Salvadoran opposition forces appealed publicly to the government yesterday to participate in "direct talks" which the opposition groups said could include a broad range of other parties, including foreign countries.
The idea was quickly rejected as "absurd" by Roberto d'Aubuisson, powerful head of El Salvador's constituent assembly.
The proposal, released here by a representative of the civilian-guerrilla opposition coalition, suggested that third parties agreed on by both sides provide their "good offices" to set up negotiations to end the two-year civil war. Francisco Altschul, a spokesman for the opposition coalition, said the participants could be governments or nongovernmental groups.
Meanwhile, the Salvadoran Defense Ministry announced that four leaders of the opposition coalition seized last week under mysterious circumstances are in military custody and will be tried as "leaders of terrorist delinquent groups."
The Defense Ministry statement released late Monday named eight people who were being held, but only four of them were among 11 labor and political leaders whose disappearances were announced last week by human rights groups.
State Department spokesman John Hughes said the Salvadoran government had announced that the eight would be "charged with conspiracy and sabotage" under state-of-siege decrees. He added that the "U.S. government will continue to follow these cases closely." The Reagan administration must certify in January that El Salvador is making progress in ending human rights abuses for U.S. economic and military aid -- totalling $320 million this year -- to continue.
At a news conference in Mexico City, Guillermo Ungo, leader of the Democratic Revolutionary Front, the civilian part of the opposition coalition, said the proposal was the first formal, written one the opposition has made to the Salvadoran government. Ungo's group is allied with the five guerrilla units that make up the Farabundo Marti National Liberation Front.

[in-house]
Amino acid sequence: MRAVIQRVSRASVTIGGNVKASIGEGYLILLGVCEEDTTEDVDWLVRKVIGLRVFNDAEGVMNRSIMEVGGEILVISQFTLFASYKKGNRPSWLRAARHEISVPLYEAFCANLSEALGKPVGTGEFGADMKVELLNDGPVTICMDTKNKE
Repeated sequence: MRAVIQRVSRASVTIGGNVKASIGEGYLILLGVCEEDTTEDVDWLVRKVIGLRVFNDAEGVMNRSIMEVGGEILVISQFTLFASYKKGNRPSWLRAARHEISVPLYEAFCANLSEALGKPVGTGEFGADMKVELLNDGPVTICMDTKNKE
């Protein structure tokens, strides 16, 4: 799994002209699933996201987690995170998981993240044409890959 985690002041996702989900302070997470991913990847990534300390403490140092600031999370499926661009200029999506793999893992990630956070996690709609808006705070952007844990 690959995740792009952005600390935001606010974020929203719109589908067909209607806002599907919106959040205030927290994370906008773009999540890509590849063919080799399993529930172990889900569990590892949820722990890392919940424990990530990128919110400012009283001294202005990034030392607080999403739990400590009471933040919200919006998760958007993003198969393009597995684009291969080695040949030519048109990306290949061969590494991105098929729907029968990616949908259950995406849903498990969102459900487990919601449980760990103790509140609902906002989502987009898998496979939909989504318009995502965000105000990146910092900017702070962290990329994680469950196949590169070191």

In the past, the Salvadoran government has rejected various proposals for negotiations, saying the guerrillas should not be allowed to gain at the negotiating table what they could not win on the battlefield. The United States has supported that position but encouraged the Salvadoran government to seek talks to find a way for the opposition to participate in a presidential election scheduled for 1984.
Referring to the opposition's proposal that third parties help to set up and "witness" the negotiations, a State Department official said, "One of our concerns and a concern of the Salvadoran government would be who the players are. No sovereign government is willing to give away its own sovereignty to external players, not knowing who they are. It is highly problematical."
The official said Washington was "encouraged" by the Salvadoran Defense Ministry's announcement that eight opposition leaders are in custody. In the past, many opposition figures who were seized under similar circumstances have either been killed or never reappeared. Congressional critics of U.S. aid to El Salvador and human rights groups say the Salvadoran armed forces and allied death squads are responsible for most of the killings of civilians .
Responding to charges that the government was responsible for last week's disappearances, U.S. Ambassador Deane R. Hinton said in San Salvador that "no one at the top" had ordered the detentions, United Press International reported. "Now there is a nice question regarding who gave the orders, but it did not come from the Cabinet level as far as I can judge," Hinton said.